Amahl and the Night Visitors

The Three Wise Men -- played by Steve Lundberg, Greg Gregerson and Randy Peters -- arrive at the home of Amahl and his mother on their way to the newborn Jesus in "Amahl and the Night Visitors." 

SIOUX CITY | Though not as familiar today, "Amahl and the Night Visitors" was a popular television Christmas special decades ago -- until it was dethroned by the likes of "A Charlie Brown Christmas" and "Rudolph the Red-Nosed Reindeer." 

But this weekend, a live version of the 1951 one-act opera is being presented at First Congregational Church. 

"Amahl and the Night Visitors" tells the story of an impoverished, lame boy (Amahl) and his mother, who are visited one night by the Three Wise Men -- King Kaspar, King Melchior and King Balthazar -- on their way to see the newborn Jesus. 

The mother character, in desperation, tries to steal the gold meant as a gift to baby Jesus. A scuffle ensues, and Amahl is miraculously healed of his handicap. 

Amahl then decides to give the baby Jesus his crutch as a gift and accompanies the Wise Men to see him. 

Amahl and the Night Visitors

In "Amahl and the Night Visitors," the Three Wise Men pay a visit to Amahl, a lame and impoverished boy, and his mother. Above, the mother character drops to her knees when the Wise Men arrive at her door. 

The kings are portrayed by Randy Peters, Greg Gregerson and Steve Lundberg; the mother character is played by Ellen Osborn; Amahl is played by Nathan Kitrell, a student at East High School; and Dan Patterson plays the page. A five-piece orchestra accompanies the performance, as well as a choral group of shepherds.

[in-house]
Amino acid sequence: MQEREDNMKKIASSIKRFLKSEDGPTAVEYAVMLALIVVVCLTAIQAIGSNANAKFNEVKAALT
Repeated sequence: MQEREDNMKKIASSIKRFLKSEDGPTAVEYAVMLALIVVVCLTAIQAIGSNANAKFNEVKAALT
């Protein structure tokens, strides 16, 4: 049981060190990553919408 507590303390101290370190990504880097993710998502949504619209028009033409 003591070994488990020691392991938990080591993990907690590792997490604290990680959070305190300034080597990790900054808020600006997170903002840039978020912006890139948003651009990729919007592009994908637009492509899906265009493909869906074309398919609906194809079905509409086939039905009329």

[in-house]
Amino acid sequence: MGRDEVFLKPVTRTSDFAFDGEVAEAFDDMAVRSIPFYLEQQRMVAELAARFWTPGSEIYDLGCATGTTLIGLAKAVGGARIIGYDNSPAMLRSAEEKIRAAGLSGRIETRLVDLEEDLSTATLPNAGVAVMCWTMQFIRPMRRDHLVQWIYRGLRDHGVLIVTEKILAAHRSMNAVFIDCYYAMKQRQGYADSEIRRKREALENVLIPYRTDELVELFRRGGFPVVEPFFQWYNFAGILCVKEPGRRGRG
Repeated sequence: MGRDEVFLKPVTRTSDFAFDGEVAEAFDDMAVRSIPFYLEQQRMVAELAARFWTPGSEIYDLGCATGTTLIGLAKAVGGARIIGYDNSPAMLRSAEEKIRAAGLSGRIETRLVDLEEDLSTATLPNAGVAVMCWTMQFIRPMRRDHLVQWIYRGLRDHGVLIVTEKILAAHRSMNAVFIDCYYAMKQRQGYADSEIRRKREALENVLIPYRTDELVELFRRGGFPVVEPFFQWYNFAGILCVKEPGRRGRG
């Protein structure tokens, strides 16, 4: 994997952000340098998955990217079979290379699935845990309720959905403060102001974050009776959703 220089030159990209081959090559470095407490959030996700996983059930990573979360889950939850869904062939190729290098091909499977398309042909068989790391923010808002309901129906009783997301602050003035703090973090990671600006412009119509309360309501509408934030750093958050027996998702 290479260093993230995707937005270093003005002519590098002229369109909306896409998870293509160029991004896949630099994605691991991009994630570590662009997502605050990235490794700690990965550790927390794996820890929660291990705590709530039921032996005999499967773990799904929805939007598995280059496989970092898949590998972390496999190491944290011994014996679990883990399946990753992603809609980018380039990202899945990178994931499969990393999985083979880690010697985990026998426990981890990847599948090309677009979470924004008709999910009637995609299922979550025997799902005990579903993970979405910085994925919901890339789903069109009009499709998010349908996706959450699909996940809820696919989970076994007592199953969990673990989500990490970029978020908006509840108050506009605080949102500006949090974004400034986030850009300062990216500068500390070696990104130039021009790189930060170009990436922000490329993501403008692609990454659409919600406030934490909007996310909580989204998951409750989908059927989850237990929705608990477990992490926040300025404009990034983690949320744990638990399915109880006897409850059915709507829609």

Deanna Mumgaard, the show's director, said that even though "Amahl" is an opera, it is not difficult to follow.

"It's a beautiful story, it's a beautiful opera, and it's very accessible, it's in English," Mumgaard said. "It's very understandable." 

Mumgaard said the story itself might be new to younger audience members, who didn't see it on television in the 1950s. 

"Your grandparents' generation probably grew up with it, or people over 50 grew up with it," Mumgaard said. "Under 50, probably not. They probably don't know it very well." 

A driving force behind the production is Randy Peters, a former artistic director at Morningside who plays the role of King Kaspar. 

Peters had wanted to put on the show before, but he was in charge of summer theatrical productions at Morningside -- not quite the right time of year for a Christmas story. 

"I always wanted to do it, but it just didn't work out there," Peters said. "So the church said, 'Yes let's do it!' and it's been a really fun project."

Though the show requires quite a bit of vocal skill of its actors, Peters said they didn't have any problem recruiting local operatic talent. 

"Sioux City has a wonderful talent pool," Peters said. "We had open auditions, and we had a lot of people come and sing, and it was hard to make the choice. The mother, particularly, we had lots of sopranos come, and that role is just an absolute gem." 

Dan Patterson, who plays the page, said that he admires the talent of the show's singers. 

"All three kings are fantastic performing parts -- you need to be operatically able. And our three kings are. And the mother has to be, and Amahl for sure," Patterson said. 

After this year's production, Peters said Amahl will "hopefully become an annual event" at First Congregational. 


Lifestyles reporter

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